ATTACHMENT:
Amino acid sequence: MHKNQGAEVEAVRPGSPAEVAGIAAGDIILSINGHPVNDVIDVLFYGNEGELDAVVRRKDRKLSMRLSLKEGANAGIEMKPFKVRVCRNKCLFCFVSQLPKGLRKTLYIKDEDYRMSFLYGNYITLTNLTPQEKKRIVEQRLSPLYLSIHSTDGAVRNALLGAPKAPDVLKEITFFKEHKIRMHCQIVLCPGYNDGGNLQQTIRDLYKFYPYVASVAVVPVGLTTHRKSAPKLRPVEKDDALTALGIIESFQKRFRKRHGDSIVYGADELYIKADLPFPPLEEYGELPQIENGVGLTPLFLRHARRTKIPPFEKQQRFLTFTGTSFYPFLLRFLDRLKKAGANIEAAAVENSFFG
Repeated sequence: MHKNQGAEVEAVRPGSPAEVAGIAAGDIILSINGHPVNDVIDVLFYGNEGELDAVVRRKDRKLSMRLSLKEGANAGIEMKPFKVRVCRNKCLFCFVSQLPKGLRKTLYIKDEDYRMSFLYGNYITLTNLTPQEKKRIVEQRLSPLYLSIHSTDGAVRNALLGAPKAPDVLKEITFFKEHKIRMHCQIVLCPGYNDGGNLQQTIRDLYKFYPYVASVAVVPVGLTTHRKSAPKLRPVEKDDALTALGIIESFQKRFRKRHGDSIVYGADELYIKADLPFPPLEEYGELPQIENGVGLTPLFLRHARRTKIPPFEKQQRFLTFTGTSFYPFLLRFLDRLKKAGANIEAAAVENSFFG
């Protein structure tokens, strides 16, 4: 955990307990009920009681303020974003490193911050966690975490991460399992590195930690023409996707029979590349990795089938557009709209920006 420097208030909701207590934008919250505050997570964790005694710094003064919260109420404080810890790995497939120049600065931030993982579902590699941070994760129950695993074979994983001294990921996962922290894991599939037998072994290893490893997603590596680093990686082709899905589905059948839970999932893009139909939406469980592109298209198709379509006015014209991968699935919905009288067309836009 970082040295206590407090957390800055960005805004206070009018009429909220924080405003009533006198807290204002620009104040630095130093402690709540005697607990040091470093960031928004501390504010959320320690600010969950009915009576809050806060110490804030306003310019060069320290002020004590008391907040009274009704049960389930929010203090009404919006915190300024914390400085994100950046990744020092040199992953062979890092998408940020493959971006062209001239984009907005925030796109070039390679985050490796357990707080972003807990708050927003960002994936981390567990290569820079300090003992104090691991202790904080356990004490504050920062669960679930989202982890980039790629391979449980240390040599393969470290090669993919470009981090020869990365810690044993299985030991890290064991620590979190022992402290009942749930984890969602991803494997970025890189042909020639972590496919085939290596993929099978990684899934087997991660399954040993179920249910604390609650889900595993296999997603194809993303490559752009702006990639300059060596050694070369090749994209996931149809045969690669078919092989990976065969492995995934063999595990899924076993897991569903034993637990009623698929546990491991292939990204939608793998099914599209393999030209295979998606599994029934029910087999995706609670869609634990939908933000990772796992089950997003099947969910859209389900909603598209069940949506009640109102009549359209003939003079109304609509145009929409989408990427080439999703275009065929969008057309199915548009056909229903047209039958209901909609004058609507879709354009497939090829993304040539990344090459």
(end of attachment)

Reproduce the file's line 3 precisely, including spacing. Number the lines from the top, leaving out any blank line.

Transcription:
């Protein structure tokens, strides 16, 4: 955990307990009920009681303020974003490193911050966690975490991460399992590195930690023409996707029979590349990795089938557009709209920006 420097208030909701207590934008919250505050997570964790005694710094003064919260109420404080810890790995497939120049600065931030993982579902590699941070994760129950695993074979994983001294990921996962922290894991599939037998072994290893490893997603590596680093990686082709899905589905059948839970999932893009139909939406469980592109298209198709379509006015014209991968699935919905009288067309836009 970082040295206590407090957390800055960005805004206070009018009429909220924080405003009533006198807290204002620009104040630095130093402690709540005697607990040091470093960031928004501390504010959320320690600010969950009915009576809050806060110490804030306003310019060069320290002020004590008391907040009274009704049960389930929010203090009404919006915190300024914390400085994100950046990744020092040199992953062979890092998408940020493959971006062209001239984009907005925030796109070039390679985050490796357990707080972003807990708050927003960002994936981390567990290569820079300090003992104090691991202790904080356990004490504050920062669960679930989202982890980039790629391979449980240390040599393969470290090669993919470009981090020869990365810690044993299985030991890290064991620590979190022992402290009942749930984890969602991803494997970025890189042909020639972590496919085939290596993929099978990684899934087997991660399954040993179920249910604390609650889900595993296999997603194809993303490559752009702006990639300059060596050694070369090749994209996931149809045969690669078919092989990976065969492995995934063999595990899924076993897991569903034993637990009623698929546990491991292939990204939608793998099914599209393999030209295979998606599994029934029910087999995706609670869609634990939908933000990772796992089950997003099947969910859209389900909603598209069940949506009640109102009549359209003939003079109304609509145009929409989408990427080439999703275009065929969008057309199915548009056909229903047209039958209901909609004058609507879709354009497939090829993304040539990344090459």